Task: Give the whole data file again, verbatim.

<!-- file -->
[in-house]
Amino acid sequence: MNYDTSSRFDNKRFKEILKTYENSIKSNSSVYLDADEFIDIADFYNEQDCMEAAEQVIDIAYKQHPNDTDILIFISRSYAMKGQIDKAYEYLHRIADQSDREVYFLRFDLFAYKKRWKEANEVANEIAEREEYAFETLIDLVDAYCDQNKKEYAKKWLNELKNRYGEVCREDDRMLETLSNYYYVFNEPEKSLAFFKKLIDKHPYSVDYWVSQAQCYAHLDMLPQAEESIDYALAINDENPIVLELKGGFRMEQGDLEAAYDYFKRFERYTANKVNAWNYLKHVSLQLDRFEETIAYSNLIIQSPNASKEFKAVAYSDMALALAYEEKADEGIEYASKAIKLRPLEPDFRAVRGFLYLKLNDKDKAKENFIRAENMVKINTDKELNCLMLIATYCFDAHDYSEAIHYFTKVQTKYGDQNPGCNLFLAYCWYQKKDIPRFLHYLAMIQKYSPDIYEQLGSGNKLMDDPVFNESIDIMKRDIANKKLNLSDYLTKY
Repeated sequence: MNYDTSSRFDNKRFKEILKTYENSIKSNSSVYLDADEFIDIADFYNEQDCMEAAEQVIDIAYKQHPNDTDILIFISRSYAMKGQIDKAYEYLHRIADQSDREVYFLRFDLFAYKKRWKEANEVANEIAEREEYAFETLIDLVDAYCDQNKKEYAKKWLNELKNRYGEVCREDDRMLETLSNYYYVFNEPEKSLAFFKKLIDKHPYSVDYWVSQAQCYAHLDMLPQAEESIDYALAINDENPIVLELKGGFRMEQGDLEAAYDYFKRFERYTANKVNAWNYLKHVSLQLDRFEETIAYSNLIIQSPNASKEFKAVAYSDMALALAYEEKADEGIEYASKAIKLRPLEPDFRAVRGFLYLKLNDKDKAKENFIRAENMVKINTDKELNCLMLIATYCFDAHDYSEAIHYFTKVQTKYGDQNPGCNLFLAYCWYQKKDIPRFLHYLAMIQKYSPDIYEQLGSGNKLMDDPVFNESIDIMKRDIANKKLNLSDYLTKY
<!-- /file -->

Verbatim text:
[in-house]
Amino acid sequence: MNYDTSSRFDNKRFKEILKTYENSIKSNSSVYLDADEFIDIADFYNEQDCMEAAEQVIDIAYKQHPNDTDILIFISRSYAMKGQIDKAYEYLHRIADQSDREVYFLRFDLFAYKKRWKEANEVANEIAEREEYAFETLIDLVDAYCDQNKKEYAKKWLNELKNRYGEVCREDDRMLETLSNYYYVFNEPEKSLAFFKKLIDKHPYSVDYWVSQAQCYAHLDMLPQAEESIDYALAINDENPIVLELKGGFRMEQGDLEAAYDYFKRFERYTANKVNAWNYLKHVSLQLDRFEETIAYSNLIIQSPNASKEFKAVAYSDMALALAYEEKADEGIEYASKAIKLRPLEPDFRAVRGFLYLKLNDKDKAKENFIRAENMVKINTDKELNCLMLIATYCFDAHDYSEAIHYFTKVQTKYGDQNPGCNLFLAYCWYQKKDIPRFLHYLAMIQKYSPDIYEQLGSGNKLMDDPVFNESIDIMKRDIANKKLNLSDYLTKY
Repeated sequence: MNYDTSSRFDNKRFKEILKTYENSIKSNSSVYLDADEFIDIADFYNEQDCMEAAEQVIDIAYKQHPNDTDILIFISRSYAMKGQIDKAYEYLHRIADQSDREVYFLRFDLFAYKKRWKEANEVANEIAEREEYAFETLIDLVDAYCDQNKKEYAKKWLNELKNRYGEVCREDDRMLETLSNYYYVFNEPEKSLAFFKKLIDKHPYSVDYWVSQAQCYAHLDMLPQAEESIDYALAINDENPIVLELKGGFRMEQGDLEAAYDYFKRFERYTANKVNAWNYLKHVSLQLDRFEETIAYSNLIIQSPNASKEFKAVAYSDMALALAYEEKADEGIEYASKAIKLRPLEPDFRAVRGFLYLKLNDKDKAKENFIRAENMVKINTDKELNCLMLIATYCFDAHDYSEAIHYFTKVQTKYGDQNPGCNLFLAYCWYQKKDIPRFLHYLAMIQKYSPDIYEQLGSGNKLMDDPVFNESIDIMKRDIANKKLNLSDYLTKY